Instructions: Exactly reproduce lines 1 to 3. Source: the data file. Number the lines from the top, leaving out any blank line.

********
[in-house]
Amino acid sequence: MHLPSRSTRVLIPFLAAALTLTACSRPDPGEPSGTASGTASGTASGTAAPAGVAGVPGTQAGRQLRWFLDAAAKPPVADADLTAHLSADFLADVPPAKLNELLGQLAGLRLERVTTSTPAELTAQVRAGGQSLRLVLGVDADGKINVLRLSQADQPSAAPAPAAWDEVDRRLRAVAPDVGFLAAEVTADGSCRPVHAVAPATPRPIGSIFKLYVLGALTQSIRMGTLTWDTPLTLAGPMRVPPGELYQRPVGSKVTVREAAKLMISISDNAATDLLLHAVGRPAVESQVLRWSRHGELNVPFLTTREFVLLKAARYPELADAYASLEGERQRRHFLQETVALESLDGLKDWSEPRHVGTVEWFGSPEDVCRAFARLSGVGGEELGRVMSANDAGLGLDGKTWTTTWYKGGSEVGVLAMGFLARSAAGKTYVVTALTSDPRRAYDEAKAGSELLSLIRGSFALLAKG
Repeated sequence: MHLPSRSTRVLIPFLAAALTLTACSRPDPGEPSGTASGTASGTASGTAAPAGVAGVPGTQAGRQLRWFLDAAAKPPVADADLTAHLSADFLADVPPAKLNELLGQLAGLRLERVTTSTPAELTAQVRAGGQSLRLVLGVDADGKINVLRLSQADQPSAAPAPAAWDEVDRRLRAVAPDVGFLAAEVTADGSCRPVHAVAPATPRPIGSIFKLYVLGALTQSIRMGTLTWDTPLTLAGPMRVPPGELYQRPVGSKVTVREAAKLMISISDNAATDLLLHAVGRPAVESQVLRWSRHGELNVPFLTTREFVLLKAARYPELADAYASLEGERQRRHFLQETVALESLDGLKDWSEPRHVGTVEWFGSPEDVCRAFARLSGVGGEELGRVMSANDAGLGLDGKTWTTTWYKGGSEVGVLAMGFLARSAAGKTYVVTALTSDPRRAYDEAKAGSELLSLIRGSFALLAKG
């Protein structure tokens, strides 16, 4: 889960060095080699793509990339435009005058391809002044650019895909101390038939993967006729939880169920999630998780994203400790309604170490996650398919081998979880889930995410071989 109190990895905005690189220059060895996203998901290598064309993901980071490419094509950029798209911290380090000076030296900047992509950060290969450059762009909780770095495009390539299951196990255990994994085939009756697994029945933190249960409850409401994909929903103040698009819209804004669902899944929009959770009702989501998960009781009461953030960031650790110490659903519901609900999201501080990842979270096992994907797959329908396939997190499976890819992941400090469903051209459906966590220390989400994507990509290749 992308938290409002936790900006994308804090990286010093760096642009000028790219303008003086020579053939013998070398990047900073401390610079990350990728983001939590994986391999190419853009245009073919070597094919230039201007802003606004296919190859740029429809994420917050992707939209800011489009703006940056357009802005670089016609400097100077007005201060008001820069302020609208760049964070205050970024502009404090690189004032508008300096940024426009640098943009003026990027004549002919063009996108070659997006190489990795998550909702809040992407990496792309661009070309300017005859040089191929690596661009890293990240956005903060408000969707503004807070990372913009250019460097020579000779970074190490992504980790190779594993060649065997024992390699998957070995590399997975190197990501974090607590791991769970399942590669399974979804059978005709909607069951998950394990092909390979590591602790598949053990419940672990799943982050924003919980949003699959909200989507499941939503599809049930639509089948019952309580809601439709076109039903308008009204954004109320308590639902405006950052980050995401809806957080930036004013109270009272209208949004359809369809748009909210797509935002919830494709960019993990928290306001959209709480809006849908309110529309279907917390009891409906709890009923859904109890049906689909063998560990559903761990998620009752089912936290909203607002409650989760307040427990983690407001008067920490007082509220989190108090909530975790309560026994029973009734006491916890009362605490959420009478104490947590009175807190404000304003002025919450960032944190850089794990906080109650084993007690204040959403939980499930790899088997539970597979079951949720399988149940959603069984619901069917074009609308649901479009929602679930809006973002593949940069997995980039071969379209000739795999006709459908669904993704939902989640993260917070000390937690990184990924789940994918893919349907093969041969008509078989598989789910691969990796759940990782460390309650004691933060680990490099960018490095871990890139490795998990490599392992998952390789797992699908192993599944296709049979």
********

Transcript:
[in-house]
Amino acid sequence: MHLPSRSTRVLIPFLAAALTLTACSRPDPGEPSGTASGTASGTASGTAAPAGVAGVPGTQAGRQLRWFLDAAAKPPVADADLTAHLSADFLADVPPAKLNELLGQLAGLRLERVTTSTPAELTAQVRAGGQSLRLVLGVDADGKINVLRLSQADQPSAAPAPAAWDEVDRRLRAVAPDVGFLAAEVTADGSCRPVHAVAPATPRPIGSIFKLYVLGALTQSIRMGTLTWDTPLTLAGPMRVPPGELYQRPVGSKVTVREAAKLMISISDNAATDLLLHAVGRPAVESQVLRWSRHGELNVPFLTTREFVLLKAARYPELADAYASLEGERQRRHFLQETVALESLDGLKDWSEPRHVGTVEWFGSPEDVCRAFARLSGVGGEELGRVMSANDAGLGLDGKTWTTTWYKGGSEVGVLAMGFLARSAAGKTYVVTALTSDPRRAYDEAKAGSELLSLIRGSFALLAKG
Repeated sequence: MHLPSRSTRVLIPFLAAALTLTACSRPDPGEPSGTASGTASGTASGTAAPAGVAGVPGTQAGRQLRWFLDAAAKPPVADADLTAHLSADFLADVPPAKLNELLGQLAGLRLERVTTSTPAELTAQVRAGGQSLRLVLGVDADGKINVLRLSQADQPSAAPAPAAWDEVDRRLRAVAPDVGFLAAEVTADGSCRPVHAVAPATPRPIGSIFKLYVLGALTQSIRMGTLTWDTPLTLAGPMRVPPGELYQRPVGSKVTVREAAKLMISISDNAATDLLLHAVGRPAVESQVLRWSRHGELNVPFLTTREFVLLKAARYPELADAYASLEGERQRRHFLQETVALESLDGLKDWSEPRHVGTVEWFGSPEDVCRAFARLSGVGGEELGRVMSANDAGLGLDGKTWTTTWYKGGSEVGVLAMGFLARSAAGKTYVVTALTSDPRRAYDEAKAGSELLSLIRGSFALLAKG